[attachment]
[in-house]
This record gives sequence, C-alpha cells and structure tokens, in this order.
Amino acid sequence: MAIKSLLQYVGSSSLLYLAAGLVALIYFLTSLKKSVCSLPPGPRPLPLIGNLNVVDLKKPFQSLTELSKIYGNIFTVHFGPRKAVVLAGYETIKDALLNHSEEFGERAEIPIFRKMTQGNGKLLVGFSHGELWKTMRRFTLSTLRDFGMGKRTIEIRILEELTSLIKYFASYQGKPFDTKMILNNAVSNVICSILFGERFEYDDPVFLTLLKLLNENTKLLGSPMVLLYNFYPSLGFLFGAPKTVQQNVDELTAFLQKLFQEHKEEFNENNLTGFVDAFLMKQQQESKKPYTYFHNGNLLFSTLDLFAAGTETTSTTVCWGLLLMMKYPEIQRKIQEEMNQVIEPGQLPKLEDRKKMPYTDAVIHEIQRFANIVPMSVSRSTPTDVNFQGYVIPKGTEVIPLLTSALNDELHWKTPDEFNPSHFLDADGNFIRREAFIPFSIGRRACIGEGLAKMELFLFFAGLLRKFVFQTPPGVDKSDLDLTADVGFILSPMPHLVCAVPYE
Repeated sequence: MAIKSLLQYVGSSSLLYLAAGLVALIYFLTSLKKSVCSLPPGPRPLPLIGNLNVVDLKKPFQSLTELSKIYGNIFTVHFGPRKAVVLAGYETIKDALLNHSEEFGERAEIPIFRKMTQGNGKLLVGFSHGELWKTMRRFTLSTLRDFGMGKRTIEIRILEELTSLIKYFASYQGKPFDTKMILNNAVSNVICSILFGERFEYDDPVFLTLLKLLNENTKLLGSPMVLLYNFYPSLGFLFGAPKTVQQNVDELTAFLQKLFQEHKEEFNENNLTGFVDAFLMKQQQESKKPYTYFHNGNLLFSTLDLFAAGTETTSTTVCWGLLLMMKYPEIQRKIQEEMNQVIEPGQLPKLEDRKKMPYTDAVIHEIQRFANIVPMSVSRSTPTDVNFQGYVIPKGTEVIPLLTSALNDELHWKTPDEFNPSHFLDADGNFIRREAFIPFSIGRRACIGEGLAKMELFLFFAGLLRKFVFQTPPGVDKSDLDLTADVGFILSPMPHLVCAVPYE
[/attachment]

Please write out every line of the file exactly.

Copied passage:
[in-house]
This record gives sequence, C-alpha cells and structure tokens, in this order.
Amino acid sequence: MAIKSLLQYVGSSSLLYLAAGLVALIYFLTSLKKSVCSLPPGPRPLPLIGNLNVVDLKKPFQSLTELSKIYGNIFTVHFGPRKAVVLAGYETIKDALLNHSEEFGERAEIPIFRKMTQGNGKLLVGFSHGELWKTMRRFTLSTLRDFGMGKRTIEIRILEELTSLIKYFASYQGKPFDTKMILNNAVSNVICSILFGERFEYDDPVFLTLLKLLNENTKLLGSPMVLLYNFYPSLGFLFGAPKTVQQNVDELTAFLQKLFQEHKEEFNENNLTGFVDAFLMKQQQESKKPYTYFHNGNLLFSTLDLFAAGTETTSTTVCWGLLLMMKYPEIQRKIQEEMNQVIEPGQLPKLEDRKKMPYTDAVIHEIQRFANIVPMSVSRSTPTDVNFQGYVIPKGTEVIPLLTSALNDELHWKTPDEFNPSHFLDADGNFIRREAFIPFSIGRRACIGEGLAKMELFLFFAGLLRKFVFQTPPGVDKSDLDLTADVGFILSPMPHLVCAVPYE
Repeated sequence: MAIKSLLQYVGSSSLLYLAAGLVALIYFLTSLKKSVCSLPPGPRPLPLIGNLNVVDLKKPFQSLTELSKIYGNIFTVHFGPRKAVVLAGYETIKDALLNHSEEFGERAEIPIFRKMTQGNGKLLVGFSHGELWKTMRRFTLSTLRDFGMGKRTIEIRILEELTSLIKYFASYQGKPFDTKMILNNAVSNVICSILFGERFEYDDPVFLTLLKLLNENTKLLGSPMVLLYNFYPSLGFLFGAPKTVQQNVDELTAFLQKLFQEHKEEFNENNLTGFVDAFLMKQQQESKKPYTYFHNGNLLFSTLDLFAAGTETTSTTVCWGLLLMMKYPEIQRKIQEEMNQVIEPGQLPKLEDRKKMPYTDAVIHEIQRFANIVPMSVSRSTPTDVNFQGYVIPKGTEVIPLLTSALNDELHWKTPDEFNPSHFLDADGNFIRREAFIPFSIGRRACIGEGLAKMELFLFFAGLLRKFVFQTPPGVDKSDLDLTADVGFILSPMPHLVCAVPYE